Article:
She became the “third wheel” in our previously two bun family. Ricky and Lucy had the run of the front of the house and in order for her not to be stuck alone in another part of the house, I started letting her sit on my lap for periods of time during the day.

It was from this that she because extremely socialized and she will actually tell me when she needs to use her litter box while sitting on my lap. She started going places with me, like on short errands and trips to the HRS and I learned that she likes being on the go.

All of this is very unusual for a rabbit and I have enjoyed that she wants to be so close to me all the time. Several nights a week, I even let her snuggle with me in bed until she tells me that she is ready to go back to her condo. Needless to say, I am just CRAZY about that rabbit.

I have become painfully aware that if she does become bonded with this new little bunny, that a lot of her time that she spends with me will become time that she spends with her new boyfriend. Will I be jealous? Will I miss her constant company?

We plan on starting them off with some dates next week and see if they look like they have a future together. Star is the scrappiest most headstrong rabbit I have ever met and she has no fear, especially of other rabbits. Snickers will have to learn to be very submissive to her if this is going to work. Star is VERY demanding when it comes to attention and he will have to be to handle that.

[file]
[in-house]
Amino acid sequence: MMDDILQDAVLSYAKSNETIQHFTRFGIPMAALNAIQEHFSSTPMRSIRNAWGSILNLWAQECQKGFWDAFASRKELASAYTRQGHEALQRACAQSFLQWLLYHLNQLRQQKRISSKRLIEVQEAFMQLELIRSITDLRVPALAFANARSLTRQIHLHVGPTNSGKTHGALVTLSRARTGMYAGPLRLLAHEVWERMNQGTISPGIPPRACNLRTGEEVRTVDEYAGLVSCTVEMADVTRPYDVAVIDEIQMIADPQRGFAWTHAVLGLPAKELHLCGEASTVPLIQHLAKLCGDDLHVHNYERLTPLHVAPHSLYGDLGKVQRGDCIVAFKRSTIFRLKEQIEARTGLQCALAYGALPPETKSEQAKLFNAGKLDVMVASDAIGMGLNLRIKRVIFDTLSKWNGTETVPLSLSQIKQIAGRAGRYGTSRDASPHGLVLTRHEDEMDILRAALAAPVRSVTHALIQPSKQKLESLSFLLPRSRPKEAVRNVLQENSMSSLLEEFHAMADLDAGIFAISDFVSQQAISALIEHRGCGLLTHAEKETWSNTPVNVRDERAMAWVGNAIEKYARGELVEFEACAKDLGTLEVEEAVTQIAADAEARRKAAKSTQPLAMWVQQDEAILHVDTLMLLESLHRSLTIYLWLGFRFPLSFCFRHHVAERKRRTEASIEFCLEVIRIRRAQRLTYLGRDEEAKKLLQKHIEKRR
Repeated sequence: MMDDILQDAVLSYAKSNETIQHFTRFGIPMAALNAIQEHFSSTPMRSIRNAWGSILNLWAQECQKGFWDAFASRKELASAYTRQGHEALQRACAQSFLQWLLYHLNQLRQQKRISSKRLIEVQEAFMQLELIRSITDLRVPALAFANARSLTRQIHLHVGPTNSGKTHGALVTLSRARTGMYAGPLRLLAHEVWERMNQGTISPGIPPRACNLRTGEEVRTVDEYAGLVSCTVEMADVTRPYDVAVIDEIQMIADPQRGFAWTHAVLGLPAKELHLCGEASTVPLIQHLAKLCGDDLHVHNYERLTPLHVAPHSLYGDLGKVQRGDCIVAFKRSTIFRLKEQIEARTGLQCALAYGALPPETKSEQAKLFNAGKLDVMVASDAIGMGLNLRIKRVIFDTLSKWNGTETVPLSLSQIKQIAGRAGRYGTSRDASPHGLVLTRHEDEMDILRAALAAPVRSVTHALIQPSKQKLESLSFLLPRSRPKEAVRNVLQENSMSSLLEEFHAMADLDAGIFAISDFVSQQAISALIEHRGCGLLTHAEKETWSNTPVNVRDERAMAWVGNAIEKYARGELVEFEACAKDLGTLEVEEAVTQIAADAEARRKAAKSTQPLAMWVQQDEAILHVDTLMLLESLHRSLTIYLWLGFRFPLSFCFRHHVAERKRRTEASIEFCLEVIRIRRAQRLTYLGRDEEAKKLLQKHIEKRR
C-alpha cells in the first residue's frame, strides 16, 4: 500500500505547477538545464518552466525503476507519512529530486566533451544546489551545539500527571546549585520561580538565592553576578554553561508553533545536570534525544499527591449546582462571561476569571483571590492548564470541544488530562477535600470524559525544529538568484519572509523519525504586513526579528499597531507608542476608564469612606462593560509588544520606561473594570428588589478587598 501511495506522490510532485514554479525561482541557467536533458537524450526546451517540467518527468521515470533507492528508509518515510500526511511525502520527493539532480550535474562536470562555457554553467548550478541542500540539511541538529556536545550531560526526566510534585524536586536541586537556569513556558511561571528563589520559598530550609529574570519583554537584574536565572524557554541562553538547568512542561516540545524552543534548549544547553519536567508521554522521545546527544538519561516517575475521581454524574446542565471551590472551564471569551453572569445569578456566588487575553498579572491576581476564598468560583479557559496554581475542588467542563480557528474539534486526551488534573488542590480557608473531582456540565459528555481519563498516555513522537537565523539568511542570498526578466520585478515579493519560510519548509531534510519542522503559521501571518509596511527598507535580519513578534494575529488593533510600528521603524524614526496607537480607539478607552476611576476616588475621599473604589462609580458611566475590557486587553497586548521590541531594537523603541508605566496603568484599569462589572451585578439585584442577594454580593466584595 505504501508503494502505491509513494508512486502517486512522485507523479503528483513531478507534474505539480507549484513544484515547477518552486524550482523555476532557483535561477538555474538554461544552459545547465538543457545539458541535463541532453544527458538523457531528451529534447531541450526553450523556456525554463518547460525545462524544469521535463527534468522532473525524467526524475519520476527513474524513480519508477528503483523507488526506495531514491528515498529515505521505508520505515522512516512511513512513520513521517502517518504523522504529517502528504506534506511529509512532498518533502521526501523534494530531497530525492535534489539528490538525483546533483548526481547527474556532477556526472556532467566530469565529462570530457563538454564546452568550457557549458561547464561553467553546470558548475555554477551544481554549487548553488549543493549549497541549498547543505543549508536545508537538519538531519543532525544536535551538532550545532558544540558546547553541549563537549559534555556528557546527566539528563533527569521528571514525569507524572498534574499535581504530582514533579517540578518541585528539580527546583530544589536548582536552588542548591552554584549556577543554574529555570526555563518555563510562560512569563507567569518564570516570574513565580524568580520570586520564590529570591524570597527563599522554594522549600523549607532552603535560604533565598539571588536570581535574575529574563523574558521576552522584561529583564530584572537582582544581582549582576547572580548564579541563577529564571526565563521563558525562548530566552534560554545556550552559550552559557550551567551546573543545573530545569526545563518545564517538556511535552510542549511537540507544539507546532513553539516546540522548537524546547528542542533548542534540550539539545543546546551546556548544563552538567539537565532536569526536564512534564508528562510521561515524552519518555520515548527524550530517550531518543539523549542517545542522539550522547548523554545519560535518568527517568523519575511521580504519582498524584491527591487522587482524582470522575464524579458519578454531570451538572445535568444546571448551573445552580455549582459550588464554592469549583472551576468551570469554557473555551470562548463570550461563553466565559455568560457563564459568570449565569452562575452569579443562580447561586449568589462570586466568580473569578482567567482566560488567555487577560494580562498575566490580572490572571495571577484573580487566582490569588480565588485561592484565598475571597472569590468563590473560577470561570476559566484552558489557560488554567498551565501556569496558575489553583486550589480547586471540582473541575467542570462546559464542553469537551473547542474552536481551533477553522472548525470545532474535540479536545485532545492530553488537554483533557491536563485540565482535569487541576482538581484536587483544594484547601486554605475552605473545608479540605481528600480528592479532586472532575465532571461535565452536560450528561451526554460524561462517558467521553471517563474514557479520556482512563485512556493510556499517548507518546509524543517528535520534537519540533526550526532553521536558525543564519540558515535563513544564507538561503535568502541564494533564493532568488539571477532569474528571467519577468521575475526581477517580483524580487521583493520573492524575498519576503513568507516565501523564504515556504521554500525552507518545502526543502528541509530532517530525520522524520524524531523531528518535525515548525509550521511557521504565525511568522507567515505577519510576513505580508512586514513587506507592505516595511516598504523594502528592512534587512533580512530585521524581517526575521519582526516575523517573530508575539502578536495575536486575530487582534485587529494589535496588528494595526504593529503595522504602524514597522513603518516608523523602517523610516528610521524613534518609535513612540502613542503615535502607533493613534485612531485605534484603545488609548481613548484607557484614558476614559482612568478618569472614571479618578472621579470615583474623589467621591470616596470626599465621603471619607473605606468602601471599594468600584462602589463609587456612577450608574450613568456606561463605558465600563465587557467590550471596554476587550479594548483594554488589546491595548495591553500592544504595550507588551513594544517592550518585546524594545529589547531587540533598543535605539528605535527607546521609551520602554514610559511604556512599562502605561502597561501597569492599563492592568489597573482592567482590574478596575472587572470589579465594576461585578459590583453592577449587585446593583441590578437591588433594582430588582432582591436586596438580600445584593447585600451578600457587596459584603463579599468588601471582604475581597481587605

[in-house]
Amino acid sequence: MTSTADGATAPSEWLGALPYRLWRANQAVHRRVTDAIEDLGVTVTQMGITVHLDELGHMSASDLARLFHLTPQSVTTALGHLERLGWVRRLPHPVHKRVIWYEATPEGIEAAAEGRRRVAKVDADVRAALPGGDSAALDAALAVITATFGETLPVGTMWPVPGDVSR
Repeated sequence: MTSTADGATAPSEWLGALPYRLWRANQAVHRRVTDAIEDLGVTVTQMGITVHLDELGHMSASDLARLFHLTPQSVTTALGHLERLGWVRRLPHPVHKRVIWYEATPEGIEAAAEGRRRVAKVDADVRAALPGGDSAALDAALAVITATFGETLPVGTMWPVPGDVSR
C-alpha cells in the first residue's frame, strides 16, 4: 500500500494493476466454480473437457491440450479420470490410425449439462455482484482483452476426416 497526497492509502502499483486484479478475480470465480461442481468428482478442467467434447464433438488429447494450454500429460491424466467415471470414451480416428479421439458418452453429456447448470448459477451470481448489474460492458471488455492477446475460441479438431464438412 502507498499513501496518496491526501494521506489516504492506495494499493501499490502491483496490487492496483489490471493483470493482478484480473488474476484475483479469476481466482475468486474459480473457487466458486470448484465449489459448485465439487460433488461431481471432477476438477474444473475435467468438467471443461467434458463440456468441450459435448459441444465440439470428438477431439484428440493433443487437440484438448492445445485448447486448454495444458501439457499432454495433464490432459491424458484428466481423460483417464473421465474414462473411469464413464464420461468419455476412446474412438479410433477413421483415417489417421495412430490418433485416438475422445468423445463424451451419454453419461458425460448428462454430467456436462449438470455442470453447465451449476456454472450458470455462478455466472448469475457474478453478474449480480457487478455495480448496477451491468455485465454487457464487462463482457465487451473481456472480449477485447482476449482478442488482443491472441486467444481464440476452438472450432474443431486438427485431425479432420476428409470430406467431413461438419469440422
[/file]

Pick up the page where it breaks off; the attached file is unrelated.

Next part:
I will be posting updates and pictures of the progress as things go along. It took six weeks of four to five sessions a day, every day to bond Ricky and Lucy. After a month, we were wondering if it was ever going to work. We eventually found the formula and so I know that if we are consistent and in it for the long haul, that success is a lot more probable.

For those of you who have not bonded two rabbits before, it is a process by which you introduce and then socialize two bunnies into living together. Rabbits are extremely territorial and it is rare that bunnies who are not from the same litter will easily allow other rabbits to share their territory. Occasionally, this will happen organically and take no effort at all, but most of the time it requires a concerted effort to make it happen.

You start out by having the two rabbits go on a “date”. This is an introduction and should occur in neutral territory that neither rabbit considers “theirs”. The smaller the space the better and you should have a water bottle set on spray very handy.